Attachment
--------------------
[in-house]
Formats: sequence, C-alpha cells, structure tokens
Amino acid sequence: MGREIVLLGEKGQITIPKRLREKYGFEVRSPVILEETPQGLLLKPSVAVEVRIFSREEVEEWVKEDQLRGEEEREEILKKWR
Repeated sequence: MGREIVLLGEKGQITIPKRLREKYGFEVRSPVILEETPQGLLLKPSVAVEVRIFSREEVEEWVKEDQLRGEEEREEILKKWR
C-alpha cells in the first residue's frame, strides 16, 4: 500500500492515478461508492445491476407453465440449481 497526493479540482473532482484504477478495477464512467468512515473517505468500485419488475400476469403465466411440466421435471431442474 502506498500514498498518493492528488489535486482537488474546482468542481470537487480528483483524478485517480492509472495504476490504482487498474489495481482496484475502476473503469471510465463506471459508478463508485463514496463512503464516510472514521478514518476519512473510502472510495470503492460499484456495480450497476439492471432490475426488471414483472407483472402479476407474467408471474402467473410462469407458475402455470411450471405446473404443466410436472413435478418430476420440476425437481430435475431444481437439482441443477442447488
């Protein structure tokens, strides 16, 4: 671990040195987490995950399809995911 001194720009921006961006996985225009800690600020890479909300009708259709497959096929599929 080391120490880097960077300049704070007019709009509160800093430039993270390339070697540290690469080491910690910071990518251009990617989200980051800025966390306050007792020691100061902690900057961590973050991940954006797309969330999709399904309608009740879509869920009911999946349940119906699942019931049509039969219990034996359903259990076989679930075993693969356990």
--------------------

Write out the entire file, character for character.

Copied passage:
[in-house]
Formats: sequence, C-alpha cells, structure tokens
Amino acid sequence: MGREIVLLGEKGQITIPKRLREKYGFEVRSPVILEETPQGLLLKPSVAVEVRIFSREEVEEWVKEDQLRGEEEREEILKKWR
Repeated sequence: MGREIVLLGEKGQITIPKRLREKYGFEVRSPVILEETPQGLLLKPSVAVEVRIFSREEVEEWVKEDQLRGEEEREEILKKWR
C-alpha cells in the first residue's frame, strides 16, 4: 500500500492515478461508492445491476407453465440449481 497526493479540482473532482484504477478495477464512467468512515473517505468500485419488475400476469403465466411440466421435471431442474 502506498500514498498518493492528488489535486482537488474546482468542481470537487480528483483524478485517480492509472495504476490504482487498474489495481482496484475502476473503469471510465463506471459508478463508485463514496463512503464516510472514521478514518476519512473510502472510495470503492460499484456495480450497476439492471432490475426488471414483472407483472402479476407474467408471474402467473410462469407458475402455470411450471405446473404443466410436472413435478418430476420440476425437481430435475431444481437439482441443477442447488
């Protein structure tokens, strides 16, 4: 671990040195987490995950399809995911 001194720009921006961006996985225009800690600020890479909300009708259709497959096929599929 080391120490880097960077300049704070007019709009509160800093430039993270390339070697540290690469080491910690910071990518251009990617989200980051800025966390306050007792020691100061902690900057961590973050991940954006797309969330999709399904309608009740879509869920009911999946349940119906699942019931049509039969219990034996359903259990076989679930075993693969356990």